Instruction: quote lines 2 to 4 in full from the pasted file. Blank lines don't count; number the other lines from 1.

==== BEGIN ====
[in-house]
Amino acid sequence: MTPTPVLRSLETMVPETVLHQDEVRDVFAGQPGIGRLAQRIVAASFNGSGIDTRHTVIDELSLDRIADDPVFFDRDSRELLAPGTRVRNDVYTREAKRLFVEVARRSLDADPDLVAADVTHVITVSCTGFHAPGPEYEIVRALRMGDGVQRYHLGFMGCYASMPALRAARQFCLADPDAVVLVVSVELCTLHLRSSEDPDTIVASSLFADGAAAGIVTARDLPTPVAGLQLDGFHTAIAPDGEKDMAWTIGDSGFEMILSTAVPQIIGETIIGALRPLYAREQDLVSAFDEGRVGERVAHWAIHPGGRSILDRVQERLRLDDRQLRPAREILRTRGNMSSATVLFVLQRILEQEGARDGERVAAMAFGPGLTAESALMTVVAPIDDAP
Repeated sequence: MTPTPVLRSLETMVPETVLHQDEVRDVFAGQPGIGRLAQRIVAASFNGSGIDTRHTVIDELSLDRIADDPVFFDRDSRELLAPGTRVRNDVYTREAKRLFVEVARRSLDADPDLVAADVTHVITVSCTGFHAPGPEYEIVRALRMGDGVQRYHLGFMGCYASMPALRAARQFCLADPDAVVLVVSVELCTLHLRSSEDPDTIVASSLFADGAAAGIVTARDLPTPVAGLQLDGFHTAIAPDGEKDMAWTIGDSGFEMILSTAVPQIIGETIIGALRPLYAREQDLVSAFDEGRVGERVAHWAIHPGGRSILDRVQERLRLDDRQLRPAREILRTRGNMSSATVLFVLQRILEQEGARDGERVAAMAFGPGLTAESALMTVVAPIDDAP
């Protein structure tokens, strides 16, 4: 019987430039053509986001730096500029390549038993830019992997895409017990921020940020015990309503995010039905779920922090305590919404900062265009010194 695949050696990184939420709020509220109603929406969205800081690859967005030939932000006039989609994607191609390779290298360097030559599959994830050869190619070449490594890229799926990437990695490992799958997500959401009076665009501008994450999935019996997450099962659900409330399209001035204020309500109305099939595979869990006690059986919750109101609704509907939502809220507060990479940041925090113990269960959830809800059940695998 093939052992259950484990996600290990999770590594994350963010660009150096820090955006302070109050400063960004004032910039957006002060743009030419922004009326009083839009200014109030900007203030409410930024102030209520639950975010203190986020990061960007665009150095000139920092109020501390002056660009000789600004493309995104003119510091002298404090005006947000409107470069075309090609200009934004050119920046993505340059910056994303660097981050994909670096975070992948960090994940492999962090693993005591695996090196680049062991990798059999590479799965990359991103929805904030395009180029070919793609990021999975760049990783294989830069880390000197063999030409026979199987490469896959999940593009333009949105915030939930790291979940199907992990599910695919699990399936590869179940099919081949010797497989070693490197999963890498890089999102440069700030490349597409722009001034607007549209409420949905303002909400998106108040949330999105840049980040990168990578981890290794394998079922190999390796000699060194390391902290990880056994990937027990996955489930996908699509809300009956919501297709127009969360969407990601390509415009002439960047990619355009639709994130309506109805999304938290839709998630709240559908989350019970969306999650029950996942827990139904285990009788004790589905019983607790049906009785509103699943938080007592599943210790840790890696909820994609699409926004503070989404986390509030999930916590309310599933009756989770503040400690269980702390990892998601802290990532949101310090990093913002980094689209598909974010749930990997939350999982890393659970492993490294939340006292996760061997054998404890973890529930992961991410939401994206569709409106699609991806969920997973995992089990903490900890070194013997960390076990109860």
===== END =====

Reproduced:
Amino acid sequence: MTPTPVLRSLETMVPETVLHQDEVRDVFAGQPGIGRLAQRIVAASFNGSGIDTRHTVIDELSLDRIADDPVFFDRDSRELLAPGTRVRNDVYTREAKRLFVEVARRSLDADPDLVAADVTHVITVSCTGFHAPGPEYEIVRALRMGDGVQRYHLGFMGCYASMPALRAARQFCLADPDAVVLVVSVELCTLHLRSSEDPDTIVASSLFADGAAAGIVTARDLPTPVAGLQLDGFHTAIAPDGEKDMAWTIGDSGFEMILSTAVPQIIGETIIGALRPLYAREQDLVSAFDEGRVGERVAHWAIHPGGRSILDRVQERLRLDDRQLRPAREILRTRGNMSSATVLFVLQRILEQEGARDGERVAAMAFGPGLTAESALMTVVAPIDDAP
Repeated sequence: MTPTPVLRSLETMVPETVLHQDEVRDVFAGQPGIGRLAQRIVAASFNGSGIDTRHTVIDELSLDRIADDPVFFDRDSRELLAPGTRVRNDVYTREAKRLFVEVARRSLDADPDLVAADVTHVITVSCTGFHAPGPEYEIVRALRMGDGVQRYHLGFMGCYASMPALRAARQFCLADPDAVVLVVSVELCTLHLRSSEDPDTIVASSLFADGAAAGIVTARDLPTPVAGLQLDGFHTAIAPDGEKDMAWTIGDSGFEMILSTAVPQIIGETIIGALRPLYAREQDLVSAFDEGRVGERVAHWAIHPGGRSILDRVQERLRLDDRQLRPAREILRTRGNMSSATVLFVLQRILEQEGARDGERVAAMAFGPGLTAESALMTVVAPIDDAP
């Protein structure tokens, strides 16, 4: 019987430039053509986001730096500029390549038993830019992997895409017990921020940020015990309503995010039905779920922090305590919404900062265009010194 695949050696990184939420709020509220109603929406969205800081690859967005030939932000006039989609994607191609390779290298360097030559599959994830050869190619070449490594890229799926990437990695490992799958997500959401009076665009501008994450999935019996997450099962659900409330399209001035204020309500109305099939595979869990006690059986919750109101609704509907939502809220507060990479940041925090113990269960959830809800059940695998 093939052992259950484990996600290990999770590594994350963010660009150096820090955006302070109050400063960004004032910039957006002060743009030419922004009326009083839009200014109030900007203030409410930024102030209520639950975010203190986020990061960007665009150095000139920092109020501390002056660009000789600004493309995104003119510091002298404090005006947000409107470069075309090609200009934004050119920046993505340059910056994303660097981050994909670096975070992948960090994940492999962090693993005591695996090196680049062991990798059999590479799965990359991103929805904030395009180029070919793609990021999975760049990783294989830069880390000197063999030409026979199987490469896959999940593009333009949105915030939930790291979940199907992990599910695919699990399936590869179940099919081949010797497989070693490197999963890498890089999102440069700030490349597409722009001034607007549209409420949905303002909400998106108040949330999105840049980040990168990578981890290794394998079922190999390796000699060194390391902290990880056994990937027990996955489930996908699509809300009956919501297709127009969360969407990601390509415009002439960047990619355009639709994130309506109805999304938290839709998630709240559908989350019970969306999650029950996942827990139904285990009788004790589905019983607790049906009785509103699943938080007592599943210790840790890696909820994609699409926004503070989404986390509030999930916590309310599933009756989770503040400690269980702390990892998601802290990532949101310090990093913002980094689209598909974010749930990997939350999982890393659970492993490294939340006292996760061997054998404890973890529930992961991410939401994206569709409106699609991806969920997973995992089990903490900890070194013997960390076990109860």